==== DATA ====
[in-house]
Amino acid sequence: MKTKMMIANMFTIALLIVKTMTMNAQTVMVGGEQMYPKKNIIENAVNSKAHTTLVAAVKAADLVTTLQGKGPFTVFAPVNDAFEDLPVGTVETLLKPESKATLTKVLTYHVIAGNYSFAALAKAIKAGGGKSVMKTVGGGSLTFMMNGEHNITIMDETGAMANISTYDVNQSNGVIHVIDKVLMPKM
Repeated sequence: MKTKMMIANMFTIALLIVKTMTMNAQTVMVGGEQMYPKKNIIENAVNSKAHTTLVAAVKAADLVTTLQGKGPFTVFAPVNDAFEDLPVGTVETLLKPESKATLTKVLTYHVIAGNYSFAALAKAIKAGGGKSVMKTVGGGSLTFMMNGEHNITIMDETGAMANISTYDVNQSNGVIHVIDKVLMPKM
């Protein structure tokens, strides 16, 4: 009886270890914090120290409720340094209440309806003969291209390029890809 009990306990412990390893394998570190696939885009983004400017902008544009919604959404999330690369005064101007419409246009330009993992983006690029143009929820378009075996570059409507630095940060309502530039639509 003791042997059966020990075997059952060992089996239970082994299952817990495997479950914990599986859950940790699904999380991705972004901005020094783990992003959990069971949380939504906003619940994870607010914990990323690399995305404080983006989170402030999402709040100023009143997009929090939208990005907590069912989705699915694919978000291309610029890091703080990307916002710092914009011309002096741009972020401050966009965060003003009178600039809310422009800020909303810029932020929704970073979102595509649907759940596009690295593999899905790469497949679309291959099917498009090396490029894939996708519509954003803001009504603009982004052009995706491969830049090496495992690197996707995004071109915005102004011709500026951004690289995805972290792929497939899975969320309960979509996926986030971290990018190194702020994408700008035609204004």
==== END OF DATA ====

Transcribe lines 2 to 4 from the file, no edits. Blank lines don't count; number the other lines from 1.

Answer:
Amino acid sequence: MKTKMMIANMFTIALLIVKTMTMNAQTVMVGGEQMYPKKNIIENAVNSKAHTTLVAAVKAADLVTTLQGKGPFTVFAPVNDAFEDLPVGTVETLLKPESKATLTKVLTYHVIAGNYSFAALAKAIKAGGGKSVMKTVGGGSLTFMMNGEHNITIMDETGAMANISTYDVNQSNGVIHVIDKVLMPKM
Repeated sequence: MKTKMMIANMFTIALLIVKTMTMNAQTVMVGGEQMYPKKNIIENAVNSKAHTTLVAAVKAADLVTTLQGKGPFTVFAPVNDAFEDLPVGTVETLLKPESKATLTKVLTYHVIAGNYSFAALAKAIKAGGGKSVMKTVGGGSLTFMMNGEHNITIMDETGAMANISTYDVNQSNGVIHVIDKVLMPKM
């Protein structure tokens, strides 16, 4: 009886270890914090120290409720340094209440309806003969291209390029890809 009990306990412990390893394998570190696939885009983004400017902008544009919604959404999330690369005064101007419409246009330009993992983006690029143009929820378009075996570059409507630095940060309502530039639509 003791042997059966020990075997059952060992089996239970082994299952817990495997479950914990599986859950940790699904999380991705972004901005020094783990992003959990069971949380939504906003619940994870607010914990990323690399995305404080983006989170402030999402709040100023009143997009929090939208990005907590069912989705699915694919978000291309610029890091703080990307916002710092914009011309002096741009972020401050966009965060003003009178600039809310422009800020909303810029932020929704970073979102595509649907759940596009690295593999899905790469497949679309291959099917498009090396490029894939996708519509954003803001009504603009982004052009995706491969830049090496495992690197996707995004071109915005102004011709500026951004690289995805972290792929497939899975969320309960979509996926986030971290990018190194702020994408700008035609204004």